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SAT0029 Attenuation of Hyaluronan Fragment Induced Inflammatory Response in Macrophages by Chondroitin Sulphate
  1. T. Stabler1,
  2. E. Montell2,
  3. J. Verges2,
  4. V.B. Kraus1
  1. 1Duke Molecular Physiology Institute, Durham, United States
  2. 2Bioiberica, S. A., Barcelona, Spain


Background Hyaluronan (HA) fragments are known to be pro-inflammatory and able to induce an inflammatory response from macrophages characterized by the release of IL-1β and other pro-inflammatory cytokines (1). We have previously shown that pharmaceutical grade chondroitin sulphate (CS) can attenuate the monosodium urate crystal mediated release of inflammatory cytokines from activated macrophages (2).

Objectives Determine if CS could similarly ameliorate an HA fragment mediated inflammatory response and if any CS inflammatory inhibition was acting at the level of the inflammasome.

Methods Culture: The THP-1 human monocytic cell line (ATCC TIB-202) was grown in the recommended media to 1.5 x106 cells/ml, plated on a 96 well plate at 2 x 104 cells/well, then induced to differentiate into mature macrophages by the addition of 200nM of phorbol 12-myristate 13-acetate (PMA). After 2 days the media was replaced without the PMA and grown for 2 more days. Cells were primed with 10 ng/ml of LPS for 24 hrs with CS in various physiologically relevant concentrations (0, 10-200 μg/ml). After 24 hrs, cells were washed with PBS and media replaced with serum free Opti-MEM along with the previously mentioned concentrations of CS and various molecular weights (MW) (sizes) (ultra-low MW=7.5 kDA, low MW=29 kDa, medium MW=289 kDA, and high MW=1.54 x106 kDa) and concentrations (0, 1, 10, and 100 ug/ml) of HA fragments. After a further 24 hrs, cell viability was assessed and the media harvested. Following a PBS wash, H2O was added and plates were subjected to 3 sonication/freeze/thaw cycles in order to release the cell contents. Media and cell contents were snap frozen until further analysis. Caspase-1 experiments were done in 25cm2 flasks with activity measured on fresh lysate derived from 2x106 cells.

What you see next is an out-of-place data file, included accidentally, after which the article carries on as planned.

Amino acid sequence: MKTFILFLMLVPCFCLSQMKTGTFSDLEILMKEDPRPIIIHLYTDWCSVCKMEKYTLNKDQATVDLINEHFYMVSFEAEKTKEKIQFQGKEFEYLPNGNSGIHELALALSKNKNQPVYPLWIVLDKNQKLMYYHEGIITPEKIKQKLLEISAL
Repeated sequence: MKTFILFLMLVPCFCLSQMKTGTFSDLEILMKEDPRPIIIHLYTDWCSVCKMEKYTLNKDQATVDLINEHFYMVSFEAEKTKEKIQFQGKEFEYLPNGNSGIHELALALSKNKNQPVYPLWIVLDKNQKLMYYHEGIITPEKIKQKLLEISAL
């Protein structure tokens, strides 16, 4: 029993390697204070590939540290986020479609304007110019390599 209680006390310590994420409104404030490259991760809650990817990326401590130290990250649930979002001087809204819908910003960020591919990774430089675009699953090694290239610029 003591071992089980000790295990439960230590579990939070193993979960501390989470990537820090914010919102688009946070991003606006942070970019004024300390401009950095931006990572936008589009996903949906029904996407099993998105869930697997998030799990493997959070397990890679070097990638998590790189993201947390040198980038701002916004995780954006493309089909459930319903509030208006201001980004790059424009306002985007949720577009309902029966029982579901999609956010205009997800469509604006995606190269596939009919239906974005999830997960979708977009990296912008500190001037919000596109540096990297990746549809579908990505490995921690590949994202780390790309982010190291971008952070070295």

Assays: Media and cell contents were assayed for IL-1β and proIL-1β by ELISA (R&D Systems). Caspase-1 activity was measured by fluorometric assay (R&D Systems). Cell viability was measured using PrestoBlue reagent (Invitrogen).

Analysis: After normalization for cell viability, all results were expressed as fold change from the negative control (media only without CS or HA). One-way ANOVA with Dunnett's post-hoc test and post-hoc linear trend were done using Graphpad Prism software.

Results As expected, HA fragments produced large increases (p<0.0001) in IL-1β release with shorter fragments (10 and 100 μg/ml) inducing more IL-1 β than larger fragments (p<0.0001 for gradient effect); no proinflammatory effect was observed for high MW HA. CS (100-200 μg/ml) produced a dose dependent reduction in IL-1β release in cells treated with 10 μg/ml of the 3 HA lower MW fragments. While ultra-low MW HA fragments induced a significant increase (p<0.0001) in intracellular caspase-1 activity, CS had no effect on this activity. CS significantly reduced (p<0.05) intracellular IL-1β and proIL-1β in cells treated with ultra-low MW HA but the ratio between the 2 was unchanged (figure 1).

Conclusions HA fragments (≤289 kDa) induced an inflammatory response in THP-1 macrophages that could be attenuated by physiologically achievable concentrations of CS. Since we did not observe a decrease in intracellular caspase-1 activity due to CS, it can be concluded that the anti-inflammatory effect of CS is upstream of the inflammasome.


  1. Stern R, Eur J Cell Biol 2004,83:317.

  2. Orlowsky E, BMC Musculoskeletal Disord 2014,15:318

Disclosure of Interest T. Stabler Grant/research support from: Bioiberica, E. Montell Employee of: Bioiberica, J. Verges Employee of: Bioiberica, V. Kraus Grant/research support from: Bioiberica

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